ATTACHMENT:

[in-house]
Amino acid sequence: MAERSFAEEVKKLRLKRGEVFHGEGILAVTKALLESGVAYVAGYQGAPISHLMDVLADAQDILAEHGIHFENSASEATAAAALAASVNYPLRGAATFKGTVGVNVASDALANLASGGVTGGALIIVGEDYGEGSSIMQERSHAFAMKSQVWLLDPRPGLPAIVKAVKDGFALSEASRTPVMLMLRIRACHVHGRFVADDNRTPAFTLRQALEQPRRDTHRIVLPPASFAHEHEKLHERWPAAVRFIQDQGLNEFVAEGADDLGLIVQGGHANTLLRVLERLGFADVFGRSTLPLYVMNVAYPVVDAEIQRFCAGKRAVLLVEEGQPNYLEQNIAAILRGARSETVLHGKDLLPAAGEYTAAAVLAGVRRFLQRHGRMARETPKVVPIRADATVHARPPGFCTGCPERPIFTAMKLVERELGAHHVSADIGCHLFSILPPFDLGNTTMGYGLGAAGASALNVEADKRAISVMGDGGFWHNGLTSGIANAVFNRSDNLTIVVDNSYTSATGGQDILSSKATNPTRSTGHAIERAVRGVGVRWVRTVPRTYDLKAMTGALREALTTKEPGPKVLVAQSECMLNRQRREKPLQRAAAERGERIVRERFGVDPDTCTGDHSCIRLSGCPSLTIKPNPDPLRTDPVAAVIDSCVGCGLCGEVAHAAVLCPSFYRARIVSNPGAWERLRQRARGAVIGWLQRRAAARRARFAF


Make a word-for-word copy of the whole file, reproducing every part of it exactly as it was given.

[in-house]
Amino acid sequence: MAERSFAEEVKKLRLKRGEVFHGEGILAVTKALLESGVAYVAGYQGAPISHLMDVLADAQDILAEHGIHFENSASEATAAAALAASVNYPLRGAATFKGTVGVNVASDALANLASGGVTGGALIIVGEDYGEGSSIMQERSHAFAMKSQVWLLDPRPGLPAIVKAVKDGFALSEASRTPVMLMLRIRACHVHGRFVADDNRTPAFTLRQALEQPRRDTHRIVLPPASFAHEHEKLHERWPAAVRFIQDQGLNEFVAEGADDLGLIVQGGHANTLLRVLERLGFADVFGRSTLPLYVMNVAYPVVDAEIQRFCAGKRAVLLVEEGQPNYLEQNIAAILRGARSETVLHGKDLLPAAGEYTAAAVLAGVRRFLQRHGRMARETPKVVPIRADATVHARPPGFCTGCPERPIFTAMKLVERELGAHHVSADIGCHLFSILPPFDLGNTTMGYGLGAAGASALNVEADKRAISVMGDGGFWHNGLTSGIANAVFNRSDNLTIVVDNSYTSATGGQDILSSKATNPTRSTGHAIERAVRGVGVRWVRTVPRTYDLKAMTGALREALTTKEPGPKVLVAQSECMLNRQRREKPLQRAAAERGERIVRERFGVDPDTCTGDHSCIRLSGCPSLTIKPNPDPLRTDPVAAVIDSCVGCGLCGEVAHAAVLCPSFYRARIVSNPGAWERLRQRARGAVIGWLQRRAAARRARFAF